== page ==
The anticipation of postoperative pain associated with a large operation such as a total knee arthroplasty (TKA) scares many patients. Some worry to the point of “catastrophizing” pain prior to surgery. As orthopaedic surgeons, we try to assuage our patients’ fears through preoperative education and multimodal pain-management modalities after surgery, but there are still some patients in whom the fear of pain—and the pain itself that inevitably accompanies arthroplasty— negatively affect their outcome. Preparing such patients for surgery and helping them recover afterward despite this high anxiety are big challenges for the orthopaedic care team. Some data suggest that cognitive behavioral therapy (CBT) might help.
However, a multisite randomized trial by Riddle et al. published in the February 6, 2019 issue of JBJS did not find any differences in pain or function among patients with moderate to high preoperative pain catastrophizing scores who underwent a form of CBT focused on pain coping skills, when their outcomes were compared to those of similar patients in “usual care” or “arthritis education” arms of the study. Each group had similar WOMAC pain scores and pain catastrophizing scores to start, and all patients were found to have significant but very similar decreases in their pain scores at 2, 6, and 12 months postoperatively. Independent assessors determined that the quality of the intervention in the coping-skills and arthritis-education arms was high, suggesting that it was not poor-quality interventions that accounted for the consistent similarities among the 3 groups.
While there are many physiological and psychological factors contributing to an individual’s experience of pain, the results of this study ran surprisingly counter to prior evidence. The authors speculate that differences between the 3 groups may have been masked by the fact that all patients had such a large decrease in pain after the TKA. While that would appear to be good news, we know that there is a stubbornly large subset of patients (cited in this article as 20%) who undergo a technically and radiographically ”successful” knee arthroplasty only to have continued pain without an obvious cause. (See related OrthoBuzz Editor’s Choice post.)
These findings lead me to believe a statement that probably cannot be proven: there are some patients who will experience function-limiting pain no matter what surgery is performed, no matter which drugs are administered, and no matter what rehabilitative therapy is provided. Learning how to identify those patients and clearly communicating expectations to them pre- and postoperatively might help improve their satisfaction with their procedure.
Chad A. Krueger, MD
JBJS Deputy Editor for Social Media
After some relatively poor results in the 1980s, there was a “reboot” with total ankle arthroplasty (TAA) in the late 1990s to improve outcomes so that TAA would provide a reliable treatment for patients with end-stage ankle arthritis. Advances in the understanding of the biomechanical requirements for ankle prostheses and which patients might benefit from them the most—plus the realization that TAA is a technically demanding surgical procedure that requires advanced education—have vastly improved the outcomes of these procedures. In fact, TAA has become reliable enough that we can now begin to tease out the patient variables that seem to affect outcomes.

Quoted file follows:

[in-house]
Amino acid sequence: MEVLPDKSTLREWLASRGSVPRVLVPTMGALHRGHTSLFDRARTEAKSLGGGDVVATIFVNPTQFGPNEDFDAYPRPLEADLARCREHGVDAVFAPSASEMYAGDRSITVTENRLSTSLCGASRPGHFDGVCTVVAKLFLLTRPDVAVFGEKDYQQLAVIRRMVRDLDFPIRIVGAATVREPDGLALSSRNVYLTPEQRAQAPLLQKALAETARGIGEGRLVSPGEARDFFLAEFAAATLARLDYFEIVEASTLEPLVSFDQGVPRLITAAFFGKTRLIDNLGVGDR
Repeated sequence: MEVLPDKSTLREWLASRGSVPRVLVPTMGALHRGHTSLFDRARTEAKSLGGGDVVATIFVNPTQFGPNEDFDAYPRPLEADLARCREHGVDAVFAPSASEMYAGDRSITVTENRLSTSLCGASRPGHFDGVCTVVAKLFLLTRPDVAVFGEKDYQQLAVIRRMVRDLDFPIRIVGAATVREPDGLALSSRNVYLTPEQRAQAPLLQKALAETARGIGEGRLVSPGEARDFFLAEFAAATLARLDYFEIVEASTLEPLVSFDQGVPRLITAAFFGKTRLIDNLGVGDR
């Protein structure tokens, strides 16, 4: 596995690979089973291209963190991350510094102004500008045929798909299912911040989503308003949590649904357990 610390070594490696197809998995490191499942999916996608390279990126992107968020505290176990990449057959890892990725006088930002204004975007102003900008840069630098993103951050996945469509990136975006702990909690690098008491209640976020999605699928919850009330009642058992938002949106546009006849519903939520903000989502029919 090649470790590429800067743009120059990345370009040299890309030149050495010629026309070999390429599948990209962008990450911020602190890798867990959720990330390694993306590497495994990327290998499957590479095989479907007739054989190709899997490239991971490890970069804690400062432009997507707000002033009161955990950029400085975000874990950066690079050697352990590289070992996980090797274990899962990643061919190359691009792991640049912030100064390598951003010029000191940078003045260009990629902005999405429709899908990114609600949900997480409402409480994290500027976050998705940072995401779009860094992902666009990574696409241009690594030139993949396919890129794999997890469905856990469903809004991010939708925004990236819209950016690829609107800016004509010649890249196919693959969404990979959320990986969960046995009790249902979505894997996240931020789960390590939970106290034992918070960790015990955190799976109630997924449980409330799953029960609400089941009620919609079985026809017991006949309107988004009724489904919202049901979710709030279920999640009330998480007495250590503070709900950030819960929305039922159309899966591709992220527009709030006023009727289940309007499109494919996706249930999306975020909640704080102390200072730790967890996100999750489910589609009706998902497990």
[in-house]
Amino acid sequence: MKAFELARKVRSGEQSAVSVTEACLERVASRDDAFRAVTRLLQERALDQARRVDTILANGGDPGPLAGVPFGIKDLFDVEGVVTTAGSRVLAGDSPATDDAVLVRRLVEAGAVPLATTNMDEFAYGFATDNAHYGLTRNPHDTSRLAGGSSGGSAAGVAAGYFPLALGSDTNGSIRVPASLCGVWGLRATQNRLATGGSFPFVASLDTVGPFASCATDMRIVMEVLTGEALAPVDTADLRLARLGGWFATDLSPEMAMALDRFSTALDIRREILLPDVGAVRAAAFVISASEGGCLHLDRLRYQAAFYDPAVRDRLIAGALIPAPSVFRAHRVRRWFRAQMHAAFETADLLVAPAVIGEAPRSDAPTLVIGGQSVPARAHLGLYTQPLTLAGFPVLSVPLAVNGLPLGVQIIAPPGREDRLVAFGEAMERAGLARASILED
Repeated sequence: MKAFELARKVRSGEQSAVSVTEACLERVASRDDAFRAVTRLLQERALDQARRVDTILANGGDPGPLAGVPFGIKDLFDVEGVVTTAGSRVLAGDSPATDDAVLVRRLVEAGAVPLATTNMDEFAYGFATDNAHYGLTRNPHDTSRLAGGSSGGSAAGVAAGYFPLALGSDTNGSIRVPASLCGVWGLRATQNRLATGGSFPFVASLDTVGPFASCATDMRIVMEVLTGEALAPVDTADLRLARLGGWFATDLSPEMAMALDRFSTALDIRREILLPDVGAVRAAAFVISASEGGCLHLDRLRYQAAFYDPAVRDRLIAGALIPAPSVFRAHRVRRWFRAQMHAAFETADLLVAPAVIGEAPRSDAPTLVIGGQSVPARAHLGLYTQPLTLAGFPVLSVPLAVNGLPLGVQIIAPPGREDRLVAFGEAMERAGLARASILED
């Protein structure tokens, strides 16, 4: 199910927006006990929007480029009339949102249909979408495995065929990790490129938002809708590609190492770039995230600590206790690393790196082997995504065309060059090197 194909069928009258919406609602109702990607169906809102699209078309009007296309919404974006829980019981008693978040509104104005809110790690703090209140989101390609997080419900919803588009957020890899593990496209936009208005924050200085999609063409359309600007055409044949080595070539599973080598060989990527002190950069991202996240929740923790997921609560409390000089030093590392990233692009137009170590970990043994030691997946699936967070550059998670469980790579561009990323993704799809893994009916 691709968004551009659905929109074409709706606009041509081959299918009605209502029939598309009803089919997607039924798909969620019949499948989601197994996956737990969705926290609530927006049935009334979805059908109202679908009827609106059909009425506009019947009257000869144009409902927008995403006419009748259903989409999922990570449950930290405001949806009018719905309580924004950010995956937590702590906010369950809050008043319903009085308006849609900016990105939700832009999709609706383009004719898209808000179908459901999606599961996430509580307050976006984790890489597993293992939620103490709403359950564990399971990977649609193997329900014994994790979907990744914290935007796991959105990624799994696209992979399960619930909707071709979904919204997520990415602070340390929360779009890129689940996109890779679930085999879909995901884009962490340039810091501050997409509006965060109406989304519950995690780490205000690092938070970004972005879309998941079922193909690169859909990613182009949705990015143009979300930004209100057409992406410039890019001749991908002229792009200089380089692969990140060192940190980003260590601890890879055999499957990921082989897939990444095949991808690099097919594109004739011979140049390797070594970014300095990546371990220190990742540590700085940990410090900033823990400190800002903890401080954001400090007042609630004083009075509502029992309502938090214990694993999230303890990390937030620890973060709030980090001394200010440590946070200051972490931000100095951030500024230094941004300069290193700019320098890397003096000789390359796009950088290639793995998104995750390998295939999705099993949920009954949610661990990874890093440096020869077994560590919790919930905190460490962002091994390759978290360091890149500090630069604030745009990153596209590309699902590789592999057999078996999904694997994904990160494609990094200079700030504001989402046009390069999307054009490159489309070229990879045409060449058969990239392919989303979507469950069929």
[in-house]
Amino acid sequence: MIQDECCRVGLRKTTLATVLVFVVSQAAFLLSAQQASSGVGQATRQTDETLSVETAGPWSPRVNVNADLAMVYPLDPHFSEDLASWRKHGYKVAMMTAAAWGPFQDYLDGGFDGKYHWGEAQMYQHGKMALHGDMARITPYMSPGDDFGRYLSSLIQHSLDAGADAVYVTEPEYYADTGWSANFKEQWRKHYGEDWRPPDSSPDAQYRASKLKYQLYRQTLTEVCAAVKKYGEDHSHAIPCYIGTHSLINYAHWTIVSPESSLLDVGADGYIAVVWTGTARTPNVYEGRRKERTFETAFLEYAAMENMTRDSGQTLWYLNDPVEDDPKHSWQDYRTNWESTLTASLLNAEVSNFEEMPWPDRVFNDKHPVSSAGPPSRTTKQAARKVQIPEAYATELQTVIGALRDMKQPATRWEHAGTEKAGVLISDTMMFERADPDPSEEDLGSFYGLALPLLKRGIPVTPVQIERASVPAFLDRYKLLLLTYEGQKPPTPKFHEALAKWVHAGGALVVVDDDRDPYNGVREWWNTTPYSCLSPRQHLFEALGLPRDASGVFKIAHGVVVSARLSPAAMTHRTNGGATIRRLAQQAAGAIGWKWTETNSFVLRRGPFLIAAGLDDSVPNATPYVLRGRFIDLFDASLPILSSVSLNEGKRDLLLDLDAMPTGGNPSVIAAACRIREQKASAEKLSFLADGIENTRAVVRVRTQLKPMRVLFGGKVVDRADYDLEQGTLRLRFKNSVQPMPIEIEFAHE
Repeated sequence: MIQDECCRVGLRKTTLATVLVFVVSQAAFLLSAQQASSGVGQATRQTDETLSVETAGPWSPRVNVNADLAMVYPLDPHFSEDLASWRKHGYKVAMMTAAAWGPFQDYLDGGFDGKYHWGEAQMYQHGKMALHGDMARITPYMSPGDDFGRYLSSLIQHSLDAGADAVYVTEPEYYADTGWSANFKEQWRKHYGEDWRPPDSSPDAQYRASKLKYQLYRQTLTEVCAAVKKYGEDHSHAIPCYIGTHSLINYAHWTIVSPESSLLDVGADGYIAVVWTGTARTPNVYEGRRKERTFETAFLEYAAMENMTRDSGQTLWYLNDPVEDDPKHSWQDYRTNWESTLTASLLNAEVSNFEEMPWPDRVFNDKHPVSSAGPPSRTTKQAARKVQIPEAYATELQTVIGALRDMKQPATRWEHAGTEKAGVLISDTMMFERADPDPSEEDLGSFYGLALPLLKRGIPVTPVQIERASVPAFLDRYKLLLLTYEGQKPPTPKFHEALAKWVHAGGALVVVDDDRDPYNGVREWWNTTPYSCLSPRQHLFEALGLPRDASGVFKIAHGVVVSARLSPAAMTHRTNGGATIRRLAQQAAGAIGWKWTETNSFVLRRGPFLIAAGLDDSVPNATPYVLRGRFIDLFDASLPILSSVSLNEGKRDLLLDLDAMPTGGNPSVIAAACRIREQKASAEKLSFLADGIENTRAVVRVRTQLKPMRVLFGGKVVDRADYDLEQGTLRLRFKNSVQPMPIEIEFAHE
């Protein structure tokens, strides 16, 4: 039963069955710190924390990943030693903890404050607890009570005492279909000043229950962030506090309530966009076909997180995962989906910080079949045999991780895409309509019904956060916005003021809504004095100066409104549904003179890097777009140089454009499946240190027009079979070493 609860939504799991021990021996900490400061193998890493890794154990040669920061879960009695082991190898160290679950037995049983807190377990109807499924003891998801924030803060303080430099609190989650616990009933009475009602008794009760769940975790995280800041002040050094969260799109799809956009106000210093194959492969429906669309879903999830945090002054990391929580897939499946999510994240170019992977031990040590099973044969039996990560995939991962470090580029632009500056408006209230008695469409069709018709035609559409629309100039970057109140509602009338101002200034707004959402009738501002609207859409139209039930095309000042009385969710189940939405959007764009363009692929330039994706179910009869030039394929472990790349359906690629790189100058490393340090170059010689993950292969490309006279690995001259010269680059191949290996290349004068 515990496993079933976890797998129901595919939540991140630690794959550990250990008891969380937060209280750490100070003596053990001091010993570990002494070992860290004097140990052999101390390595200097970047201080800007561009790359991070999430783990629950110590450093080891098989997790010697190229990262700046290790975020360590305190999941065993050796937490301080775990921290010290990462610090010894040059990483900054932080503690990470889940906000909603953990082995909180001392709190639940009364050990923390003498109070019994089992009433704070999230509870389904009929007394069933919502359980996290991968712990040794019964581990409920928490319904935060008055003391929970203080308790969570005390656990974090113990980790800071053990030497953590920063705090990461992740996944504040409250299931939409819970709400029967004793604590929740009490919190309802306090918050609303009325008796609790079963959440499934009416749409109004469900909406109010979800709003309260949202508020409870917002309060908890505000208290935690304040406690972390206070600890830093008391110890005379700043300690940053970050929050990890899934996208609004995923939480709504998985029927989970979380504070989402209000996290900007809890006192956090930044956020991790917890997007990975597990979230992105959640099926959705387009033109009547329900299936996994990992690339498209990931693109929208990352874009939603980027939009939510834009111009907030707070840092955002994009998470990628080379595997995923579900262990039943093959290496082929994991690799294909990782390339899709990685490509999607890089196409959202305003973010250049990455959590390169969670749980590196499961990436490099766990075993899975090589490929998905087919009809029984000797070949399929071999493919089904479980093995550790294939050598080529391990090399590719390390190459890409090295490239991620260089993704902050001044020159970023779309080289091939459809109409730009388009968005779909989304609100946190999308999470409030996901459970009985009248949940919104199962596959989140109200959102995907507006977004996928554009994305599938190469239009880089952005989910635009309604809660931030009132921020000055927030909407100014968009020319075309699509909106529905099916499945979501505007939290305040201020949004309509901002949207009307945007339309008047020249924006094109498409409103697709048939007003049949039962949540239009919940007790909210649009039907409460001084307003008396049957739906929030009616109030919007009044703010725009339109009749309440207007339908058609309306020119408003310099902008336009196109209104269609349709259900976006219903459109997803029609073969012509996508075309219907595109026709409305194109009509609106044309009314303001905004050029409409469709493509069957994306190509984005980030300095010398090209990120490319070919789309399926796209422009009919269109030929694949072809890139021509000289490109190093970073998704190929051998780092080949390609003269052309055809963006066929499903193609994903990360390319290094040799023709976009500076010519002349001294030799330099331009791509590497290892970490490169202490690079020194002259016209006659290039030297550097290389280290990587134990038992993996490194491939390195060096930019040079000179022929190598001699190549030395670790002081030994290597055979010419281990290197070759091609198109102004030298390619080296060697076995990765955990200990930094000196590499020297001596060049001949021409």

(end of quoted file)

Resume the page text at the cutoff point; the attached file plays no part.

In the February 6, 2019 issue of The Journal, Cunningham et al. use an extensive clinical TAA registry to identify patient characteristics that impact TAA outcomes. The good news is that, 30-plus years after the inauspicious outcomes of first-generation TAA, overall pain and function significantly improved among the patients in this study. However, current smoking was associated with poorer patient outcomes at the 5-year follow-up, as it seems to be with the vast majority of orthopaedic procedures. Also, at a mean 1- to 2-year follow-up, a previous surgical procedure on the ankle was associated with significantly smaller improvements in at least 1 patient-reported outcome. This makes sense because prior surgery leads to scarring and its attendant risk of infection and increased difficulty with exposure and the ideal placement of TAA components. Cunningham et al. also identified depression as being associated with worse TAA outcomes at all follow-up points, adding to our already ample body of evidence that patient psychological factors play a major role in orthopaedic surgical results.
Interestingly, these authors found that patients undergoing staged bilateral ankle arthroplasty did not do as well as those undergoing simultaneous bilateral TAAs. And somewhat surprisingly, the authors found obesity to be associated with better outcomes at the 5-year follow-up. This may be related to increased bone density and greater soft-tissue coverage, but this finding is still seemingly counterintuitive based on everything else we know about the negative associations between obesity and outcomes of other joint replacements.
As more surgeons and orthopaedic centers make use of TAA, it will be important for us to follow the lead of the total knee and total hip communities in providing large datasets to further clarify which factors—patient-related and surgical—lead to the best and worst patient outcomes. This study by Cunningham et al. provides a starting point upon which other research will hopefully build.
Marc Swiontkowski, MD